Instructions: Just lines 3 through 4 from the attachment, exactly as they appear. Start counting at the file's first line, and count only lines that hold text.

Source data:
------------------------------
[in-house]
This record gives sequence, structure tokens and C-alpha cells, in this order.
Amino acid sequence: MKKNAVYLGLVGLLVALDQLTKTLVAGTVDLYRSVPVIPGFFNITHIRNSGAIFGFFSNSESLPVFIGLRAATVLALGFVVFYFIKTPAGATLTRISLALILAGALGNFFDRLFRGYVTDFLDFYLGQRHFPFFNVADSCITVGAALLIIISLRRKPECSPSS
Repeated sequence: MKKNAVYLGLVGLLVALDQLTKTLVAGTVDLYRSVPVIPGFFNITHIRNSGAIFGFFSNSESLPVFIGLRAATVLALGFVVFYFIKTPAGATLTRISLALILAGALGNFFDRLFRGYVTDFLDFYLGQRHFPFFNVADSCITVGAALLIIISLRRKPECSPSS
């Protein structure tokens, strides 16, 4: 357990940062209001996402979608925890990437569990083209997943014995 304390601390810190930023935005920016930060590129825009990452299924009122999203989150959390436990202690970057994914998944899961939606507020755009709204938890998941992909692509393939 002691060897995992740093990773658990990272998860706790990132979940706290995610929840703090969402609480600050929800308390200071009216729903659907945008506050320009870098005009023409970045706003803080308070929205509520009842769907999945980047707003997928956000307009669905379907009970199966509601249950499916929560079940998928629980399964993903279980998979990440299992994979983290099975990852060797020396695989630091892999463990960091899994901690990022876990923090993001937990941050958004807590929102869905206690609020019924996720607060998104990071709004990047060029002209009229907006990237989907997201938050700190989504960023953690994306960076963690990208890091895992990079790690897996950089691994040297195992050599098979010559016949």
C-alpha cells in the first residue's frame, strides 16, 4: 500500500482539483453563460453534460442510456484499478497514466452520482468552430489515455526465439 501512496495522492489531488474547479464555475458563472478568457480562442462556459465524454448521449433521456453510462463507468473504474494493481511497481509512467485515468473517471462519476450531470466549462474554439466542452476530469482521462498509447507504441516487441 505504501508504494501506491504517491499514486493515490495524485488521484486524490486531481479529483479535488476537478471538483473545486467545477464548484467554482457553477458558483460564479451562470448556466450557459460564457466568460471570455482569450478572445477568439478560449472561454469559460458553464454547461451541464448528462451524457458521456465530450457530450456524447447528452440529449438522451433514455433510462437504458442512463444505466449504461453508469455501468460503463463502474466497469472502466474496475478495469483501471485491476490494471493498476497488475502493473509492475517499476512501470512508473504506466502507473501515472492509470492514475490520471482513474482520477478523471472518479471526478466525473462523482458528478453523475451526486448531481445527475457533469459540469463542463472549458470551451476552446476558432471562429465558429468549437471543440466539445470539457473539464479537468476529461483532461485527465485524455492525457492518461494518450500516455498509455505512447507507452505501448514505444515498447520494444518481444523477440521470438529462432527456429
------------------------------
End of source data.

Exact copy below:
Amino acid sequence: MKKNAVYLGLVGLLVALDQLTKTLVAGTVDLYRSVPVIPGFFNITHIRNSGAIFGFFSNSESLPVFIGLRAATVLALGFVVFYFIKTPAGATLTRISLALILAGALGNFFDRLFRGYVTDFLDFYLGQRHFPFFNVADSCITVGAALLIIISLRRKPECSPSS
Repeated sequence: MKKNAVYLGLVGLLVALDQLTKTLVAGTVDLYRSVPVIPGFFNITHIRNSGAIFGFFSNSESLPVFIGLRAATVLALGFVVFYFIKTPAGATLTRISLALILAGALGNFFDRLFRGYVTDFLDFYLGQRHFPFFNVADSCITVGAALLIIISLRRKPECSPSS